ReduxReview:  I dunno sometimes. Based on what I typically liked back in the day, I hear this single now and wonder why I liked it so much. The tune's folk-rock sound wasn't something I normally gravitated toward, but something about it got my attention. I would actually say it is the song that really turned me into a Fogelberg fan. And I still love it. It's just a damn good song.

ReduxRating:  8/10

Trivia:  The backing vocals on this song were supplied by Glenn Frey of the Eagles.


Thursday, February 27, 2014

"Alien" by Atlanta Rhythm Section

Song#:  0727
Date:  08/29/1981
Debut:  88
Peak:  29
Weeks:  15
Genre:  Soft Rock, Southern Rock

Alien by Atlanta Rhythm Section on Grooveshark

Pop Bits:  This band had their beginnings in the small town of Doraville, Georgia (located outside of Atlanta). A new studio was built there and the musicians that made up the house band for many recordings would end up forming ARS. Without even playing any live shows, the group got signed and issued their self-titled debut in 1972. It didn't generate much attention, nor did their second LP, but the band finally started to work on live gigs. Bolstered by a few minor chart singles, their next four albums did a bit better, but it was their 1976 album "A Rock and Roll Alternative" that finally broke them through. It featured their #7 hit "So Into You." Their next LP did even better hitting #7 and going platinum thanks to the #7 single "Imaginary Lover." It would be their peak as subsequent outings saw diminishing returns. Their 1981 album "Quinella" (considered one of their best) finished off the group's main era and it featured this single which was their last to reach the chart.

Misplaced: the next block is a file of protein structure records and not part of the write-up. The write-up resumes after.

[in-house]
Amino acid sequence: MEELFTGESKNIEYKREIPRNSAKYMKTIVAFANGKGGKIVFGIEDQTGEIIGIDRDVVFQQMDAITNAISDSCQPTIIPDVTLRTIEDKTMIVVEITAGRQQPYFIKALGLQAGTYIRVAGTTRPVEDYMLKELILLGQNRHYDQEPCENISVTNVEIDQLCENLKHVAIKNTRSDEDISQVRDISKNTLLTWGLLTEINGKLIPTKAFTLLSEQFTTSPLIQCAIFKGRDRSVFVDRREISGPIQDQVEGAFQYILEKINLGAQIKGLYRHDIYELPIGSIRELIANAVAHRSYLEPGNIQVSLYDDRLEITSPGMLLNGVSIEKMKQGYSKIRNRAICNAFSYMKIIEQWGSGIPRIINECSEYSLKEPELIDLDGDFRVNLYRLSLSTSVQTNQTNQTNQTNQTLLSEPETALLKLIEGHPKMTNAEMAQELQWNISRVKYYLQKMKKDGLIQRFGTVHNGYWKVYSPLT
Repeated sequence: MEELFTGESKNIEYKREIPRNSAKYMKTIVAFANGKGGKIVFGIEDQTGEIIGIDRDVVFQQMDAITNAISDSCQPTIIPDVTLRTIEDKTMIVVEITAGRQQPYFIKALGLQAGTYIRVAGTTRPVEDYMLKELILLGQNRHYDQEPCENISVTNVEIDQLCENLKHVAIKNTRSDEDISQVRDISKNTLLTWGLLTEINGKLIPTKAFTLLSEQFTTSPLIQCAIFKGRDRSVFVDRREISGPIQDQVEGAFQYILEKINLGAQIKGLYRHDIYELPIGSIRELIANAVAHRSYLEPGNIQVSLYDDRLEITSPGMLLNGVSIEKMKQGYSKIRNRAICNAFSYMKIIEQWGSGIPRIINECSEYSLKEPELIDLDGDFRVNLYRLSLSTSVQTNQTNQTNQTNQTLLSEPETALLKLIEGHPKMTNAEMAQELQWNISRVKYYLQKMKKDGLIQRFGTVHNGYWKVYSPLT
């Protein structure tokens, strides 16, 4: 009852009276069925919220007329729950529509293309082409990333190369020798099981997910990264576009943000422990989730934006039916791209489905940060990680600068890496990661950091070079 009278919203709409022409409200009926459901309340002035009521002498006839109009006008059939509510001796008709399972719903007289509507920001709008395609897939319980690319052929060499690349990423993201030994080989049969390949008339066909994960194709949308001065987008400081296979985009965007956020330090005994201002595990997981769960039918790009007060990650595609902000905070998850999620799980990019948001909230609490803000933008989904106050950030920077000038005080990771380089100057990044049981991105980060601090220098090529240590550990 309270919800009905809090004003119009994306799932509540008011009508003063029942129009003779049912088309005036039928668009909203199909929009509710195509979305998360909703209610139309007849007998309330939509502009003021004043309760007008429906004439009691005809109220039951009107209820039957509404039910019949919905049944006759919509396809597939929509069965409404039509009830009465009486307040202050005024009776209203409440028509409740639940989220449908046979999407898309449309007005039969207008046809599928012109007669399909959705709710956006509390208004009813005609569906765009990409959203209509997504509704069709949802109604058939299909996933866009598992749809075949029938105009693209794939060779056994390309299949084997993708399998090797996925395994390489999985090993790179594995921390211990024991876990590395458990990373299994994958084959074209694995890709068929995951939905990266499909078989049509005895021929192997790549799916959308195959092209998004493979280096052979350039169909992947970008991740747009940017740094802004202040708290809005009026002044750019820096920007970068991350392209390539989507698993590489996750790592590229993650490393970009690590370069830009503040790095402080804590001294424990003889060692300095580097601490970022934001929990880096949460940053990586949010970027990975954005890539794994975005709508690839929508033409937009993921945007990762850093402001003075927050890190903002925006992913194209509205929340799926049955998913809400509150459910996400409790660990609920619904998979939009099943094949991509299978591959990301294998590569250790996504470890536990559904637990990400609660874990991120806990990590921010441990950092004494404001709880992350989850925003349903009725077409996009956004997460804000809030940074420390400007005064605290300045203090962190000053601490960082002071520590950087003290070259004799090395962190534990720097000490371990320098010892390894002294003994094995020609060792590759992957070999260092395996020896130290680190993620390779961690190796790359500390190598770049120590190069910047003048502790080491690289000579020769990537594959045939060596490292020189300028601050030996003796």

ReduxReview:  This is almost an odd mixture of the Eagles with a dash of CSN and a smidge of Alan Parsons Project. They were always on the lighter side of Southern Rock and I like that much better than the harder-edged bands of the genre. I like this song with its nice harmonies, but it is not nearly as memorable as their two Top 10 hits.